Pressing, with jewelled feet, the silent lawn

In radiant robes of dew.


And slowly to the west, in ebon gloom,

Upbearing in his lifted hands on high

The scroll of destiny—of life and doom—

The night-watch passëd by.

But ere he turned his step from earth away

I gazed upon his countenance again,

And, lo! I thought upon his brow there lay

A shadow as of pain.

But he, the brother-angel of the day,

Bore on his breast the beaming star of hope,

And in his golden chalice balm, alway,

On bruisëd hearts to drop.

And so to men there cometh evermore

One angel fraught with promise, making glad;

And one who taketh from the stricken sore

Much anguish, wild and sad.


THE wild birds strangely call,

And silent dawns and purple eves are here,

Where Southern stars upon his grave look down,

Calm-eyed and wondrous clear!

No strife his resting mars!

And yet we deem far off from tropic steeps

His spirit cleaves the pathway of the storm,

Where dark Tantallon keeps.

For still in plaintive woe,

By haunting mem'ry of his yearning led,

The wave-worn Mother of the misty strand

Mourns for her absent dead:


"Ah! bear him gently home,

To where Dunedin's streets are quaint and gray,

And ruddy lights across the steaming rains

Shine soft at close of day!"


AT the postern gate of Day

Stands Apollo, clad in light,

Trilling forth a summons gay

To the wrinkled warder Night:

"Ho! old laggard, what has kept?

Dost not hear this challenge mine?

Well I wot thy beard has dipt

In the wassail's ruddy wine.

Song and story, gibe and jest,

With thy boon companions all;

To the donjon of the West

Now betake thee, Seneschal.

Ward and watch, and vigil keen,

Still thy beacon fires confest,

Blazing in the blue serene;

Hie thee, warrior, to thy rest!"

And in armor silver-dight,

As becomes a knight to win,

At the postern held by Night

Crowned Apollo enters in.



THE rowan tree grows by the tower foot,

(Flotsam and jetsam from over the sea,

Can the dead feel joy or pain?)

And the owls in the ivy blink and hoot,


And the sea-waves bubble around its root,

Where kelp and tangle and sea-shells be,

When the bat in the dark flies silently.

(Hark to the wind and the rain!)

The ladye sits in the turret alone,

(Flotsam and jetsam from over the sea,

The dead—can they complain?)

And her long hair down to her knee has grown,

And her hand is cold as a hand of stone,

And wan as a hand of flesh may be,

While the bird in the bower sings merrily.

(Hark to the wind and rain!)

Sadly she leans by her casement side,

(Flotsam and jetsam from over the sea,

Can the dead arise again?)

And watcheth the ebbing and flowing tide,

But her eye is dim, and the sea is wide;

The fisherman's sail and the cloud flies free,

And the bird is mute in the rowan tree.

(Hark to the wind and the rain!)

The moon shone in on the turret stair,

(Flotsam and jetsam from over the sea,

The dead are bound with a chain.)

And touched her cheek and brightened her hair,

And found naught else in the world so fair,

So ghostly fair as the mad ladye,

While the bird in the bower sang lonesomely.

(Hark to the wind and the rain!)

The weary days and the months crept on,

(Flotsam and jetsam from over the sea,

The words of the dead are vain.)

At last the summer was over and gone,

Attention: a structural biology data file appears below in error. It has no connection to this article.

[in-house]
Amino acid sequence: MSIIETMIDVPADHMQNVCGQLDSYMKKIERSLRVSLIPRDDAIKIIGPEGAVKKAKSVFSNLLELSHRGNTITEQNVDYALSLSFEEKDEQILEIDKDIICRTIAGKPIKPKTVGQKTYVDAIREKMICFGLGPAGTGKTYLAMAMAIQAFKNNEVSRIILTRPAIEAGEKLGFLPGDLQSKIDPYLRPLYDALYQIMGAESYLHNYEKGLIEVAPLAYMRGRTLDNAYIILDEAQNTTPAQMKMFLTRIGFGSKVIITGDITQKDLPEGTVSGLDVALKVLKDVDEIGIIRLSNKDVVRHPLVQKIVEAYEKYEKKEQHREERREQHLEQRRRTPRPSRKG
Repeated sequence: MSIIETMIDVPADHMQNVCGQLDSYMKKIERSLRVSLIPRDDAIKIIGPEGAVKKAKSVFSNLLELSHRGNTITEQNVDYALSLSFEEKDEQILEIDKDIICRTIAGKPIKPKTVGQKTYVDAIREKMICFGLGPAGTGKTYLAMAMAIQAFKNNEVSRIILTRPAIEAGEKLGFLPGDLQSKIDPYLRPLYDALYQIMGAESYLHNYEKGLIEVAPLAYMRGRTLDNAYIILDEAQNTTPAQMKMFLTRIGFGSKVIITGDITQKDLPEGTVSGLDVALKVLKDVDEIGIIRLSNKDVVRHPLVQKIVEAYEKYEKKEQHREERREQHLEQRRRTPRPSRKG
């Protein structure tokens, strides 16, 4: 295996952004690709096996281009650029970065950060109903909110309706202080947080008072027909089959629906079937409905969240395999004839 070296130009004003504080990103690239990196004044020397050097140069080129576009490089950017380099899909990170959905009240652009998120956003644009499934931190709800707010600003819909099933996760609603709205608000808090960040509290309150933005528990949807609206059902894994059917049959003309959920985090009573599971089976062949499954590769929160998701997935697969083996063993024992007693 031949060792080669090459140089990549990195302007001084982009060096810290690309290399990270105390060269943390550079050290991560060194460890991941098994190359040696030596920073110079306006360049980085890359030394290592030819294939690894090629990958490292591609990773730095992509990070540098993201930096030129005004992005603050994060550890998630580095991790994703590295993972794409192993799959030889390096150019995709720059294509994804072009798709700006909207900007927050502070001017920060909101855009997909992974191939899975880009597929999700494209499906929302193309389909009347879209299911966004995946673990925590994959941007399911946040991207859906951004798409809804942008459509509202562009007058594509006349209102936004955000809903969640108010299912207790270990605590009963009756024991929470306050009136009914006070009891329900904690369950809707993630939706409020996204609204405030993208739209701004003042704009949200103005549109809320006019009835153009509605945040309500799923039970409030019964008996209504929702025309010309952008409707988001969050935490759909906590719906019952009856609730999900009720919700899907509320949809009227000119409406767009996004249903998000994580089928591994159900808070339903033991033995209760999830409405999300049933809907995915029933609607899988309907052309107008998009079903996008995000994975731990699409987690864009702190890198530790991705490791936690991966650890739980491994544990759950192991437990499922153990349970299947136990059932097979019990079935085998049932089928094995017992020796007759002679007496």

And still she sat in her turret alone,

Her white hands clasping about her knee,

And the bird was mute in the rowan tree.

(Hark to the wind and the rain!)


Wild was the sound of the wind and the sleet,

(Flotsam and jetsam from over the sea,

The dead—do they walk again?)

Wilder the roar of the surf that beat;

Whose was the form that it bore to her feet,

Swayed with the swell of the unquiet sea,

While the raven croaked in the rowan tree?

(Hark to the wind and the rain!)

O Ladye, strange is the silent guest—

(Flotsam and jetsam cast up by the sea,

Can the dead feel sorrow or pain?)

With the sea-drenched locks and the pulseless breast,

And the close-shut lips which thine have pressed,

And the wild sad eyes that heed not thee,

While the raven croaks in the rowan-tree.

(Hark to the wind and the rain!)

The tower is dark, and the doors are wide,

(Flotsam and jetsam cast up by the sea,

The dead are at peace again.)

Into the harbor the fisher boats ride,

But two went out with the ebbing tide,

Without sail, without oar, full fast and free,

And the raven croaks in the rowan tree.

(Hark to the wind and the rain!)


ART thou not sweet,

Oh, world, and glad to the inmost heart of thee!

All creatures rejoice

With one rapturous voice,

As I, with the passionate beat

Of my over-full heart, feel sweet,

And all things that live, and are part of thee!


Light, light as a cloud,

Swimming, and trailing its shadow under me,

I float in the deep

As a bird-dream in sleep,

And hear the wind murmuring loud,

Far down, where the tree-tops are bowed,—

And I see where the secret place of the thunders be.

Oh! the sky free and wide,

With all the cloud-banners flung out in it!

Its singing wind blows

As a grand river flows,

And I swim down its rhythmical tide,

And still the horizon spreads wide,

With the birds' and the poets' songs like a shout in it!

Oh, life, thou art sweet!

Sweet, sweet to the inmost heart of thee!

I drink with my eyes

Thy limitless skies,

And I feel with the rapturous beat

Of my wings thou art sweet,—

And I,—I am alive, and a part of thee!



DRAW nigh with reverence, Canada!

Beyond all strain of mortal toil

He lieth, with unstainëd crest,

Calm-sleeping on his chosen soil.

No higher boon may patriot crave

Than grateful country's honest tear;

Whilst Faith, outreaching 'yond the grave,